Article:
All photos by Mike Manewitz
Earlier in the week we told you LEVITATION was back from a hiatus in 2017. Last night the festival formerly known as Austin Psych Fest indeed made an impressive comeback in the first of four days of the festival, selling out Stubb’s BBQ and Barracuda then packing a handful of other venues by presenting a carefully curated roster of psych-rock, garage-punk and shoe-gaze that pleased fans at every turn. From the visuals at Dead Meadow’s sold-out Barracuda performance to the non-stop crowd-surfing at Ty Segall’s set to the neo-pysch perfection that Austin’s Holy Wave delivered at Cheer-Up Charlie’s we got treated to a smorgasbord of underground rockers that typically don’t appear on on festival bills together. For that, we have Rob Fitzpatrick and the Reverberation Appreciation Society (festival founders) to thank.
Ron Gallo opened the Stubb’s show Thursday and by all accounts turned in a worthy performance before local heroes A Giant Dog took up their positions on stage. It’s likely hometown bias, but AGD may have played the set of the evening with another energy-packed show by lead vocalist, Sabrina Ellis and her song-writing partner, Andrew Cashen (guitar) who ended up on his back crowd-surfing during the set closer, Sparks cover song, “Angst in My Pants.” The group is known for their thrashed-out send-ups of obscure hits and this one is a favorite. Not admitting to it, but we may have involuntarily shrieked when Sabrina introduced the song. The rising act signed to Merge Records open for Jack White next month at all his Texas dates including May 2 at COTA.
A heavily anticipated Parquet Courts set began a slow ramp-up the setlist that won over even dubious attendees who claimed they didn’t know or like the Brooklyn wonders who strangely appeared on the “Ellen” show last week. Their fusion of garage rock, indie rock and Americana is not only hard to pinhole into a single genre, we’ve not heard a variation on a similar theme done quite the same. Parquet Courts are one-of-a-kind. That much is certain.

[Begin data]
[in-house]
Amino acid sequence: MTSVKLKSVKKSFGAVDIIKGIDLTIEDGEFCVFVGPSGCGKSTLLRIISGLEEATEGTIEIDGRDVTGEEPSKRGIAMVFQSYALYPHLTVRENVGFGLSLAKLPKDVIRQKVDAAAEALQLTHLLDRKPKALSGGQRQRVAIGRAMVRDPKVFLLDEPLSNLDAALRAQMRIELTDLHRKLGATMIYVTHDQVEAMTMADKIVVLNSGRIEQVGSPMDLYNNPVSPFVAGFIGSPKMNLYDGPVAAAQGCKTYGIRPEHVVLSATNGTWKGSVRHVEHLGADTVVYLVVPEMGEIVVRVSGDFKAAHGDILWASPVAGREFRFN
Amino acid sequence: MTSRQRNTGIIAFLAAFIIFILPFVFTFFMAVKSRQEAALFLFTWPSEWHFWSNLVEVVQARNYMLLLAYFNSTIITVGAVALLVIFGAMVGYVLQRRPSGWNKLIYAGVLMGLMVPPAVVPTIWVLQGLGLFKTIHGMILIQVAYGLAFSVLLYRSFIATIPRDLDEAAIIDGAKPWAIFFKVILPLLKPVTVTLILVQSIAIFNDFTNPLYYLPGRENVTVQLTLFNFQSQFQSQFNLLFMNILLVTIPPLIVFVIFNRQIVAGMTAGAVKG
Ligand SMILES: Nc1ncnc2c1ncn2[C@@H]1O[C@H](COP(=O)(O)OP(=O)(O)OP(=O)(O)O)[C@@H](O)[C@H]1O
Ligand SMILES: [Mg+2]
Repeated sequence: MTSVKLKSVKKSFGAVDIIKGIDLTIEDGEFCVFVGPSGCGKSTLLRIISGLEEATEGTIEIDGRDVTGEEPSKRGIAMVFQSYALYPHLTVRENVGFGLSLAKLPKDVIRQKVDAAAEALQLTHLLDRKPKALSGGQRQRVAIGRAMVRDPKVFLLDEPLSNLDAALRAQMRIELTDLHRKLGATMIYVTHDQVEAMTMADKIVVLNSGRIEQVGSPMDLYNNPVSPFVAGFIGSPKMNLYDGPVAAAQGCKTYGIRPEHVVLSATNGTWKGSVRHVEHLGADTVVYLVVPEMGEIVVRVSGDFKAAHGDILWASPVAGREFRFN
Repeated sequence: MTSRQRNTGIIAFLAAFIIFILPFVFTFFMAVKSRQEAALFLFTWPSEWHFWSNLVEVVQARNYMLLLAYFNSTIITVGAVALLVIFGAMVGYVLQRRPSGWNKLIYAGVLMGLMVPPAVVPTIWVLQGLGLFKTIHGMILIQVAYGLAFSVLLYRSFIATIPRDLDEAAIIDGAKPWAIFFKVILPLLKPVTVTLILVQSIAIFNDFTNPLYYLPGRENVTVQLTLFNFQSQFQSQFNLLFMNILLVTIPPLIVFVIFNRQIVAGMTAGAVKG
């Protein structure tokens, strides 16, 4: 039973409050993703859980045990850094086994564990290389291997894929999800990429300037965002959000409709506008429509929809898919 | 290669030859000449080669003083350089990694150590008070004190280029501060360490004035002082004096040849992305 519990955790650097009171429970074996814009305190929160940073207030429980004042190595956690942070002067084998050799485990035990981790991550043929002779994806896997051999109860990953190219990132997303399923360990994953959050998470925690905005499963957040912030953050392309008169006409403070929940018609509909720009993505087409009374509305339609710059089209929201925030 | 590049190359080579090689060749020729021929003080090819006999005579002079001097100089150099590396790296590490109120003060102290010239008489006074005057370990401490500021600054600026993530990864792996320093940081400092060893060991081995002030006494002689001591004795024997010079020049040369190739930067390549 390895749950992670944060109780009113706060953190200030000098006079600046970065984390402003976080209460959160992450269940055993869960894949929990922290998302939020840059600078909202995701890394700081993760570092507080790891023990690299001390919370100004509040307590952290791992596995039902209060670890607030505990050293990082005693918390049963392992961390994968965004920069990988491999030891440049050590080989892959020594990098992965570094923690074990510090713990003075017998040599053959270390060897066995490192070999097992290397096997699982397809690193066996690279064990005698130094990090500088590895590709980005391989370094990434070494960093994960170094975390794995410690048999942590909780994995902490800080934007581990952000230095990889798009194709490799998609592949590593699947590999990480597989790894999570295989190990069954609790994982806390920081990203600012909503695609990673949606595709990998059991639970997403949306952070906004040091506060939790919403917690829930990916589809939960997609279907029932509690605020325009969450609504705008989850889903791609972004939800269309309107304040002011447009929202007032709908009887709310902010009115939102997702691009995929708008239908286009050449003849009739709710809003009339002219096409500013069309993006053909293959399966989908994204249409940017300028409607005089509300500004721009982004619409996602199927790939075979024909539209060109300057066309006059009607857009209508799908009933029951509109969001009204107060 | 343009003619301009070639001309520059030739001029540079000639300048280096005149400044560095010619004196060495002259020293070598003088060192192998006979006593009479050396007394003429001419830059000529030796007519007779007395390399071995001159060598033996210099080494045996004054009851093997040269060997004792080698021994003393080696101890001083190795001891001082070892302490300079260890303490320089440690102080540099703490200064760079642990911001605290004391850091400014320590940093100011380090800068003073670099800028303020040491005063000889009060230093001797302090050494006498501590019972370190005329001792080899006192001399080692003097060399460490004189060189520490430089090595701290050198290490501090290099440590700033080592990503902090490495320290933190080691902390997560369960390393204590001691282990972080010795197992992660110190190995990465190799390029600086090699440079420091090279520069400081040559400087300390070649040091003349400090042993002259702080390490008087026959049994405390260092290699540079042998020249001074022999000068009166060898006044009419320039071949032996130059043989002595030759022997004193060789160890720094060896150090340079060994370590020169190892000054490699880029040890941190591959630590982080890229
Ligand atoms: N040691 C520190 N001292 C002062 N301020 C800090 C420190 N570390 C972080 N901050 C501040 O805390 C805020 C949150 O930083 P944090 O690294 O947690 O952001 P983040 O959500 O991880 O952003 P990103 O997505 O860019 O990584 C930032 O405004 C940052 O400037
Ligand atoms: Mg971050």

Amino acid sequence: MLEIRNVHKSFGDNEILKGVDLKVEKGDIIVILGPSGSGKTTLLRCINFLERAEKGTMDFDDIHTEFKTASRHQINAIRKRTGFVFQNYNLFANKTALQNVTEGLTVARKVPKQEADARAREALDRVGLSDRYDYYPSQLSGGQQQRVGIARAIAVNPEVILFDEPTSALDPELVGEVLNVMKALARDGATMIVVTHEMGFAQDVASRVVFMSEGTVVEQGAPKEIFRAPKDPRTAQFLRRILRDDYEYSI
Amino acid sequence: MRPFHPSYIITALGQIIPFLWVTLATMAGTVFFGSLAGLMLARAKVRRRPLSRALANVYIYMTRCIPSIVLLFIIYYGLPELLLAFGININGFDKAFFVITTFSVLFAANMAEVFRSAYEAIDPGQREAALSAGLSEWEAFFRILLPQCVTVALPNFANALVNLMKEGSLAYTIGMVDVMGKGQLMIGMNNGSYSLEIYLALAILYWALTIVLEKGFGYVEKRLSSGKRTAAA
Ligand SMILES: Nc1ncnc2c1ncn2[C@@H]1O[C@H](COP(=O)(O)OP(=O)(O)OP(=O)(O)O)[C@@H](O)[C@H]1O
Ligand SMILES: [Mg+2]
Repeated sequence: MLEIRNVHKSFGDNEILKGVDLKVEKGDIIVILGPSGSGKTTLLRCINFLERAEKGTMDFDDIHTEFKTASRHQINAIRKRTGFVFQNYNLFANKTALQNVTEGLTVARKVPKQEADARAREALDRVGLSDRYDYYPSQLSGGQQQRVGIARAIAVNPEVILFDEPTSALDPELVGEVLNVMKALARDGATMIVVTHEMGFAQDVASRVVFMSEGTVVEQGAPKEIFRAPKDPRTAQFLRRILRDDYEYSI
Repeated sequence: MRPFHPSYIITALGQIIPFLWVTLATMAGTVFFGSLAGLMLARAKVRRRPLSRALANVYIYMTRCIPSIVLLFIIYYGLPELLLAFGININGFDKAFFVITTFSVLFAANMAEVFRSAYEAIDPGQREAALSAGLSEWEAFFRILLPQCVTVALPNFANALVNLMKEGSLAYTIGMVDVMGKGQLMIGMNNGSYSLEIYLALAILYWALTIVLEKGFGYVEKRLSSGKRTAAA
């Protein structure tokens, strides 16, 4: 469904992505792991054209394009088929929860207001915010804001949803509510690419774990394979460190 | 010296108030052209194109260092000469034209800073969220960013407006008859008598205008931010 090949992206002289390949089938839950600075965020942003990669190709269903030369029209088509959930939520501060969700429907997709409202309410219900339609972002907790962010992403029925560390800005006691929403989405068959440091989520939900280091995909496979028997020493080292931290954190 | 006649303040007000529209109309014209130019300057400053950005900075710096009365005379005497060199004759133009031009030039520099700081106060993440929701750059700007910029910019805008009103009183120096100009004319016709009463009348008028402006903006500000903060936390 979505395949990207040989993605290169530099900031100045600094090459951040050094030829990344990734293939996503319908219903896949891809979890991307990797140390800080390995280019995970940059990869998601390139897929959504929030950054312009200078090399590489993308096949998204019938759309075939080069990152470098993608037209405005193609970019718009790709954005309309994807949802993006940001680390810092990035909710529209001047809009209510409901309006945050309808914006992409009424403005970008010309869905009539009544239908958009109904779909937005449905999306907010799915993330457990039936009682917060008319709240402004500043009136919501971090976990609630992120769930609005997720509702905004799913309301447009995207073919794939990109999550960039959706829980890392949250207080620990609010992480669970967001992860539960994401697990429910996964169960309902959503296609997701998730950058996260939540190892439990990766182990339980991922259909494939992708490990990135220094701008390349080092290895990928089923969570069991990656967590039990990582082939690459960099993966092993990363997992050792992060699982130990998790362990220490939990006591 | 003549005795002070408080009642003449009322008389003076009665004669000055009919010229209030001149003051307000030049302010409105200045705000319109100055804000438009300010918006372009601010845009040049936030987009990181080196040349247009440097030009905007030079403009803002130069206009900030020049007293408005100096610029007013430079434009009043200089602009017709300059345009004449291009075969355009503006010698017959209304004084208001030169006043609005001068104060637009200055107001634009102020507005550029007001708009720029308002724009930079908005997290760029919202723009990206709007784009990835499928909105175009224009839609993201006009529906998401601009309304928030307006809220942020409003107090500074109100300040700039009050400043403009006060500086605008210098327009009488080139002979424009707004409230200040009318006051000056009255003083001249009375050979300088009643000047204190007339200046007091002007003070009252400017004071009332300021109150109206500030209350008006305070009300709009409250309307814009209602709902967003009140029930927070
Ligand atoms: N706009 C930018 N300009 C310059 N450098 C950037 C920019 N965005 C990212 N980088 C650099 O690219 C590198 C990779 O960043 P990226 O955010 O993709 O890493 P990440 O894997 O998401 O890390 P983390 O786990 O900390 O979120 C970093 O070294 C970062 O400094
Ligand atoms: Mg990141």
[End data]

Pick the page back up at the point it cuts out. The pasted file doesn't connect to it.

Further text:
Ty Segall followed with his typically loud, in-your-face guitars and a slew of songs. To say the man is prolific in terms of putting out new material would be a gross understatement. The fringe rocker averages about three new albums a year. Who does that? While we enjoyed his relentless pace, we downshifted a moment and left Stubb’s early to catch Austin via El Paso and San Marcos neo-pscych act, Holy Wave at Cheer Up Charlie’s for their album release show.
The group played in front of the outdoor stage with that rock wall adorned with a psychedelic backdrop that had more trippy visuals projected onto the screen during the stellar performance Holy Wave delivered. The six-piece were on point as you might expect a band to be that is about to embark on a multi-city international tour in support of “Adult Fear” the new record the band played in full last night. Grab a copy of that record. Trust us. It’s worth every cent and then some.
We closed out the night at Barracuda for Christian Bland and the Revelators. Bland is The Black Angels’ lead guitarist and a festival founder. After watching our favorite touring psych-rock guitarist play his own warped compositions as well as a mind-bender of Syd Barrett-era Floyd song, we headed outside for Dead Meadow.
As tired as we were, the jam-oriented D.C. outfit gave us a late second-wind between the extended, intricate jams and the eye-popping visuals projected both behind the band and on the two-story wall along the left side of the outdoor patio. The festival had transformed the Seventh Street club into a psychedelic wonderland. A place to freakout. For a minute we wished we had better drugs. Then thought better of that sentiment and safely headed home with an exhausted grin.